For ten years I have been a chronic pain patient and must carefully walk the line between pain relief and being tagged with having medication seeking behavior. Cancer patients are in a position to help ALL pain patients, because their very serious pain is always taken seriously...and meds are developed to help them. Wouldn't it be GREAT if there were pain meds for all of US that ONLY relieved pain and didn't cause dizziness, nausea, and/orlethargy? Sadly, cancer is lucrative and gets attention that chronic pain alone will never merit. Is there anyway that joint efforts of the cancer groups and pain groups could lead to financing of medical research for the no side effect pain med for ALL?

4:14
[Comment From kimmy in richmond]
Dear Grace. I think all cancer survivors worry about recurrence. You are normal. I know it is difficult to talk about with friends and family. They want so much for everything to be OK.

4:14
[Comment From Guest]
andy it says you have to log in to make comments but if I do that I lose the audio any suggestions?

4:15
[Comment From hilary]
leroy, please mention carepages.com

4:15
Andy Carvin - @guest: no login required; just type a question and hit the send button

4:15
[Comment From Debra from New Hampshire]
Leroy, have you ever felt a deep rage that you were dragged into this battle. I remember your "Saving Private Ryan" blog post. Do you still feel that?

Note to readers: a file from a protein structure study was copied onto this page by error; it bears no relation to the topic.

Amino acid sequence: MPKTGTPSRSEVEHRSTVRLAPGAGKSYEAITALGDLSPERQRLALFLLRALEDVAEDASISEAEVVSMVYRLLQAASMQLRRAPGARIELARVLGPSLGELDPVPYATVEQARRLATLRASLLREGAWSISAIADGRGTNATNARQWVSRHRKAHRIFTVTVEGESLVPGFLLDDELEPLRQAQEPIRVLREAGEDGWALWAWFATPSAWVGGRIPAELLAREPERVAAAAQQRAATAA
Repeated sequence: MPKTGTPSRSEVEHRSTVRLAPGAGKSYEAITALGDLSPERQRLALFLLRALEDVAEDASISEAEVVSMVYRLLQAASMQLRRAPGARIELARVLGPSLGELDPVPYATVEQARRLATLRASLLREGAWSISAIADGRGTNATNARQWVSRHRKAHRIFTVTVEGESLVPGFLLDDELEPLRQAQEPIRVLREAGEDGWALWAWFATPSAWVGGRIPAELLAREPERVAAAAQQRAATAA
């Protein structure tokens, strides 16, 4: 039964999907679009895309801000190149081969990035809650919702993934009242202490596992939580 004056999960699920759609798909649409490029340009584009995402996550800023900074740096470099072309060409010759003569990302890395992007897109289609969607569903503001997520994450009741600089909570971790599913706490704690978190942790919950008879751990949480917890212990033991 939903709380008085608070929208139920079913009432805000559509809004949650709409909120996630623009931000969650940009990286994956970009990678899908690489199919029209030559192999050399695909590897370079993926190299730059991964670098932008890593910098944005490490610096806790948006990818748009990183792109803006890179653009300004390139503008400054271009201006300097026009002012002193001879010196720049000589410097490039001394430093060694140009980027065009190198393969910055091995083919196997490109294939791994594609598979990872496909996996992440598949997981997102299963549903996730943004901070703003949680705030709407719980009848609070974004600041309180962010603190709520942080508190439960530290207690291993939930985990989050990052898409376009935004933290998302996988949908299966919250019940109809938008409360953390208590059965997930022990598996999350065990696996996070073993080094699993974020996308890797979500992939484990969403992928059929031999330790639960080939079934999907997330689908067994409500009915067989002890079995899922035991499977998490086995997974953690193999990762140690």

4:15
[Comment From Susan]
Hi Leroy, What is heaven like to you? do you believe in an afterlife? If that is to personal, I understand. Thank you so much

4:16
[Comment From Sherri Beadles]
This problem might not apply to you, Leroy, because you have colon cancer, but I wonder what you think about the guilt lung and ro some extent, liver cancer patients experience. When peole announces that a person has lung cancer, they always say "they didn't smoke." And when TV has to kill an evil person, they die slowly and painfully from lung cancer. How do you think people can deal with real or imagined quilt?

4:16
[Comment From BrianLloyd]
I guess the best and most honest advice that I could give Joni when asked by her when she was dying of cancer was: Hope for the best, but also be prepared for the ?? worst?? I think the reality and honesty with her has not only cathartic for her, but also for me.

4:16
[Comment From m j jackson]
Love you Leroy

4:16
[Comment From Linda]
Why did you decide not to do chemo?

4:16
[Comment From Anne]
Have you had misunderstandings or miscommunications with your doctors and how were they resolved?

4:16
[Comment From Bradley]